It is not legal to do very much of anything on the child side of fork() other than exec a new image.  It's no longer online, but I'll quote from Apple's Leopard release notes for Core Foundation:

    "CoreFoundation and fork()

    Due to the behavior of fork(), CoreFoundation cannot be used on the child-side of fork(). If you fork(), you must follow that with an exec*() call of some sort, and you should not use CoreFoundation APIs within the child, before the exec*(). The applies to all higher-level APIs which use CoreFoundation, and since you cannot know what those higher-level APIs are doing, and whether they are using CoreFoundation APIs, you should not use any higher-level APIs either. This includes use of the daemon() function.

    Additionally, per POSIX, only async-cancel-safe functions are safe to use on the child side of fork(), so even use of lower-level libSystem/BSD/UNIX APIs should be kept to a minimum, and ideally to only async-cancel-safe functions.

    This has always been true, and there have been notes made of this on various Cocoa developer mailling lists in the past. But CoreFoundation is taking some stronger measures now to "enforce" this limitation, so we thought it would be worthwhile to add a release note to call this out as well. A message is written to stderr when something uses API which is definitely known not to be safe in CoreFoundation after fork(). If file descriptor 2 has been closed, however, you will get no message or notice, which is too bad. We tried to make processes terminate in a very recognizable way, and did for a while and that was very handy, but backwards binary compatibility prevented us from doing so."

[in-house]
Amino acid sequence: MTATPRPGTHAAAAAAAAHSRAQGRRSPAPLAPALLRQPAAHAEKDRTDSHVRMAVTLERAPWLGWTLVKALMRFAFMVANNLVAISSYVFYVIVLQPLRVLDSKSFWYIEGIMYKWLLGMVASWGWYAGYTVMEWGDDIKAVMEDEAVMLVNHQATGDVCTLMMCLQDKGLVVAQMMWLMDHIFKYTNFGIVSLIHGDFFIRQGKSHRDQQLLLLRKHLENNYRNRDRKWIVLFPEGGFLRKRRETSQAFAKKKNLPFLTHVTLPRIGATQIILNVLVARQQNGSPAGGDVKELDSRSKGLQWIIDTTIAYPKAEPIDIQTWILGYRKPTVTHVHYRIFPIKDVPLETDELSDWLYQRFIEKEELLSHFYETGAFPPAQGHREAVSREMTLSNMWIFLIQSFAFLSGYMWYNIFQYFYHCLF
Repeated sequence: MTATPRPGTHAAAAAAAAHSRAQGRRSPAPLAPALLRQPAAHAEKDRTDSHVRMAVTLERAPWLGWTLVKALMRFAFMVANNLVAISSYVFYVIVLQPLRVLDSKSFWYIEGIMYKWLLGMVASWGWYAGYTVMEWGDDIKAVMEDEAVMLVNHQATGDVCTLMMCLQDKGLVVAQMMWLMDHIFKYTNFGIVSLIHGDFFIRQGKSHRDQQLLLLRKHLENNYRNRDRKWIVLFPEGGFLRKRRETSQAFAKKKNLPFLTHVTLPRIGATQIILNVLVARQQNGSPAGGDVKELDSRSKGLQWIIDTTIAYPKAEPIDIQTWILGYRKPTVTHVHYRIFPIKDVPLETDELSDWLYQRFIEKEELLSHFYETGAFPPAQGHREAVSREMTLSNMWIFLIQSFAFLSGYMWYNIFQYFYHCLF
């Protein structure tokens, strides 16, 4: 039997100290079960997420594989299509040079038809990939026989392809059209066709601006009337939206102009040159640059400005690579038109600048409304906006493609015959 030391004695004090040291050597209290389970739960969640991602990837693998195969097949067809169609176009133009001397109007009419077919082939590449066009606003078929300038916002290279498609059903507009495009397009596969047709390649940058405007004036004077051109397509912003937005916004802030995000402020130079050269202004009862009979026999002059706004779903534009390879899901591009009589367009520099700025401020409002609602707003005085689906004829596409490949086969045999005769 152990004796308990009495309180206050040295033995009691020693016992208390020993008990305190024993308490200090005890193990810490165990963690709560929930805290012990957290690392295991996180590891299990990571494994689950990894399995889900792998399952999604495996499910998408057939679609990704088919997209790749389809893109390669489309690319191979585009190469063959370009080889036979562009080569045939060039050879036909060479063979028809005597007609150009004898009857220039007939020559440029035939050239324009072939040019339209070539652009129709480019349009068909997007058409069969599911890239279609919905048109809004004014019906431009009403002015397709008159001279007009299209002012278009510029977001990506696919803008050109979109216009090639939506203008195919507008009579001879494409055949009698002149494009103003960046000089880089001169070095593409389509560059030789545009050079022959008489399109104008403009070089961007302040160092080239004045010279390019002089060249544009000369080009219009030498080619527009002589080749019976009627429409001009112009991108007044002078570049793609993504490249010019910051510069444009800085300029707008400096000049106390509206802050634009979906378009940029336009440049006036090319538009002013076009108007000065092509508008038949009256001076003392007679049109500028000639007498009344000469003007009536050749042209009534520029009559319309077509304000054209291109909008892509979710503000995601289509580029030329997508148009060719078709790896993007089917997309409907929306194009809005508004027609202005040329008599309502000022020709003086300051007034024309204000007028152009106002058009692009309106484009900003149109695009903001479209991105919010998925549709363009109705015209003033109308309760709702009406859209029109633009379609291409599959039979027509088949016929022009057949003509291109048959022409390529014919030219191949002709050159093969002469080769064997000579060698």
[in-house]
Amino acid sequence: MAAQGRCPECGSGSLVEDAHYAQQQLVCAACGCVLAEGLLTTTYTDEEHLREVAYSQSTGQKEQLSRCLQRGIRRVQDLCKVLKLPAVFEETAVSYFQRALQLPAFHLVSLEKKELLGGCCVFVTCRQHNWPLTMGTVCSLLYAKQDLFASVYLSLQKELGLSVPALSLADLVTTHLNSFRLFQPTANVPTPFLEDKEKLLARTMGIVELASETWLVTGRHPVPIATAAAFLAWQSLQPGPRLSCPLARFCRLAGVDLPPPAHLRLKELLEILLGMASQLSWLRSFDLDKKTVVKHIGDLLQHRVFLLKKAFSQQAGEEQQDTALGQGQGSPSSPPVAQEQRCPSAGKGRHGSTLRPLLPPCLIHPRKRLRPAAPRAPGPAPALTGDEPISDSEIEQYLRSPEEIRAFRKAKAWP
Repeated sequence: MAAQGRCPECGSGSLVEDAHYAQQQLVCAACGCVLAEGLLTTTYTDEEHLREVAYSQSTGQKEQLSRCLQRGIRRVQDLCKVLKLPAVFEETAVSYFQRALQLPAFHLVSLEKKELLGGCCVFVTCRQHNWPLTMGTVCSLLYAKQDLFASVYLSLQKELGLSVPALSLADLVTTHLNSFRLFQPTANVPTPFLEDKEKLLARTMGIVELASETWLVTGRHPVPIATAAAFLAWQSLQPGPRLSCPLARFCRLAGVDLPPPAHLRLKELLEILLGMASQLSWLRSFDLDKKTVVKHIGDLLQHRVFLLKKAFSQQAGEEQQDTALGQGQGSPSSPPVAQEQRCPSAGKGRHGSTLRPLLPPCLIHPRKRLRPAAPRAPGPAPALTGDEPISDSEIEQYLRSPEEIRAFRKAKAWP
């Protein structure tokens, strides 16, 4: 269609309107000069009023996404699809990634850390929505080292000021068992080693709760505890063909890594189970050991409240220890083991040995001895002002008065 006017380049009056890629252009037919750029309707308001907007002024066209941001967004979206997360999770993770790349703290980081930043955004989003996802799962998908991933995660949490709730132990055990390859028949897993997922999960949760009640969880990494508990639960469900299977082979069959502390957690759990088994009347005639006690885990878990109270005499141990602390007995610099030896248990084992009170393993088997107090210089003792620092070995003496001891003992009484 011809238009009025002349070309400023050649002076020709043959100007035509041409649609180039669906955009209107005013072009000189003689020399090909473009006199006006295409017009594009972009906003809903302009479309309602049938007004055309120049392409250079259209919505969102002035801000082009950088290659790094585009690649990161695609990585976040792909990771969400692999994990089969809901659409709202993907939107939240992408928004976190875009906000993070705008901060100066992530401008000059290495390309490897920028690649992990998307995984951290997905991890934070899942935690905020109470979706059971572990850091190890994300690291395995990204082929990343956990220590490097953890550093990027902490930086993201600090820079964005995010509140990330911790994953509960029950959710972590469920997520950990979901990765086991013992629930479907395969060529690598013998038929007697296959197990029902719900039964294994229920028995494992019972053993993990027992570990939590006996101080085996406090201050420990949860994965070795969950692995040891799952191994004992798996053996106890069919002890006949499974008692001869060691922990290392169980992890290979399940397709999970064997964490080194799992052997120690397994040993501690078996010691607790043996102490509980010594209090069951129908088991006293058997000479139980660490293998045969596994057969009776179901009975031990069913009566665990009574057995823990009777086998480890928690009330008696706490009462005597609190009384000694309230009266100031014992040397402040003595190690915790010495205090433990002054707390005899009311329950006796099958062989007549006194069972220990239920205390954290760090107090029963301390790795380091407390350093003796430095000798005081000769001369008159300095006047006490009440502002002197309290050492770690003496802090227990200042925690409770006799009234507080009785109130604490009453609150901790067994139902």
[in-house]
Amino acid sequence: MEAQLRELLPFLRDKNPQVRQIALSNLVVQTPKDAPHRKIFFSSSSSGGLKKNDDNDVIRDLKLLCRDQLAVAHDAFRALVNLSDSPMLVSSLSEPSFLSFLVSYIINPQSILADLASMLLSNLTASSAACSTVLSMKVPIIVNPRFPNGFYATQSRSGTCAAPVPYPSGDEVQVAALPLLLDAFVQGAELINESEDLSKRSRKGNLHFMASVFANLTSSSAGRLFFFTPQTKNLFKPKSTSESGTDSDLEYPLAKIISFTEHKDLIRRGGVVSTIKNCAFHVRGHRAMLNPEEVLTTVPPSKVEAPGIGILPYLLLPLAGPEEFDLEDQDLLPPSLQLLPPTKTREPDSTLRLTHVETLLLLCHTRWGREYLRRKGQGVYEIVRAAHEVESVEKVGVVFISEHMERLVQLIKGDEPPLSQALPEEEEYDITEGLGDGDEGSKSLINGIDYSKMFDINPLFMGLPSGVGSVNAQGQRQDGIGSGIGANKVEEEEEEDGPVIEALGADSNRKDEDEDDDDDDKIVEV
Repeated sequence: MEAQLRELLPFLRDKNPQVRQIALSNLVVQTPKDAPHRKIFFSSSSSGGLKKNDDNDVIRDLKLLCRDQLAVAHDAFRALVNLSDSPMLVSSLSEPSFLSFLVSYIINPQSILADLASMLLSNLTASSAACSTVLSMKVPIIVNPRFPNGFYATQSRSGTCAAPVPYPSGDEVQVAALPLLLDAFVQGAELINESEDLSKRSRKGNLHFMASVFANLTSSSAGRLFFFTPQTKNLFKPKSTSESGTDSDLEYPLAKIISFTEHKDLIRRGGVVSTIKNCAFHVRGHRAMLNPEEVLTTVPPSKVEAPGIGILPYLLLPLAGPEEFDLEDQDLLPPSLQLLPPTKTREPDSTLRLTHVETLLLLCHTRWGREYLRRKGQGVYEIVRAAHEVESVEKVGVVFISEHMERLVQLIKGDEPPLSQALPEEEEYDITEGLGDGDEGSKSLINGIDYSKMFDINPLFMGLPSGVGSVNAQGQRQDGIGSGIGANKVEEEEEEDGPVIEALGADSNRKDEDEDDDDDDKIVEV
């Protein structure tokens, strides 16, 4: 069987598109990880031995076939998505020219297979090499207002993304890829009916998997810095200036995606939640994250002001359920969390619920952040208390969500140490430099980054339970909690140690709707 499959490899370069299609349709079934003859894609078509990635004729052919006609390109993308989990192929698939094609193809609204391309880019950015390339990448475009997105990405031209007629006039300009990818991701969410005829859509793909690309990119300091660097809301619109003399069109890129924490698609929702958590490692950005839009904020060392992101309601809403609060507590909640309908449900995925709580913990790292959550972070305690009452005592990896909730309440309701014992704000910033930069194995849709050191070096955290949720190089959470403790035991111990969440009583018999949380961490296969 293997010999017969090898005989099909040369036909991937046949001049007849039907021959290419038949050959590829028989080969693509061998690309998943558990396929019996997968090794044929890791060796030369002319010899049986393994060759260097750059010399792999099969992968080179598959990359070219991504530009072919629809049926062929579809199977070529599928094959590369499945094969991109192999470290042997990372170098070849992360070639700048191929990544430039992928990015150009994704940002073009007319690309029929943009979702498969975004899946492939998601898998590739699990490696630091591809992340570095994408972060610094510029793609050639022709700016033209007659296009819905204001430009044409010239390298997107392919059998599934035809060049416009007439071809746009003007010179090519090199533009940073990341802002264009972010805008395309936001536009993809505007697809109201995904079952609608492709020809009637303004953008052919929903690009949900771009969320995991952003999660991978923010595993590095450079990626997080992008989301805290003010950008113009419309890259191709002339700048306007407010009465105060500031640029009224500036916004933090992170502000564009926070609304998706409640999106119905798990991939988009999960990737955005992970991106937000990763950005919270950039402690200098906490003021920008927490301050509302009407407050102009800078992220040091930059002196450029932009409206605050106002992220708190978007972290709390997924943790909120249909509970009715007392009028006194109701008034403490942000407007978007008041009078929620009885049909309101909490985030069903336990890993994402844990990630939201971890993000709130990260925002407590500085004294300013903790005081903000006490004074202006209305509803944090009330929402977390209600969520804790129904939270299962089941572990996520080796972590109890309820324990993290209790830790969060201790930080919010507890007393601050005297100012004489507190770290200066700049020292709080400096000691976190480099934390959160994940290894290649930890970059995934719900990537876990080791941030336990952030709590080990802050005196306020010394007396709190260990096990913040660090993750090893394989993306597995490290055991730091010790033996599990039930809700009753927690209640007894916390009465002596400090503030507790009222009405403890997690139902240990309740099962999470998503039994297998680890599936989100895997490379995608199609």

Regards,
    Ken
  • On Fri, May 10, 2013 at 9:19 AM, Robert Vojta <robert...> wrote:
    > On Friday, 10. May 2013 at 9:00, Stephen J. Butler wrote:
    >
    > Make launchd run the same executable, but with a "--daemon" option. That's
    > got to be as easy, or easier, than detecting an already running one and
    > forking + daemonizing.
    >
    > Detecting is not so hard …
    >
    > [NSRunningApplication
    > runningApplicationsWithBundleIdentifier:@"GUI-APP-BUNDLE-ID"]
    >
    > … and you can start app in this way …
    >
    > [NSWorkspace launchApplicationAtURL:options:configuration:error:]
    >
    > … but I wouldn't do this. Stick with launchd.

    Thanks, I'l try it.

    >
    > Oh, are going to release your app in Mac App Store for example? There're
    > some limitations because of Sandbox.

    I don't think it would fit sandbox. Or do you have any idea how to
    pass command-line application to App Store? :-)

    >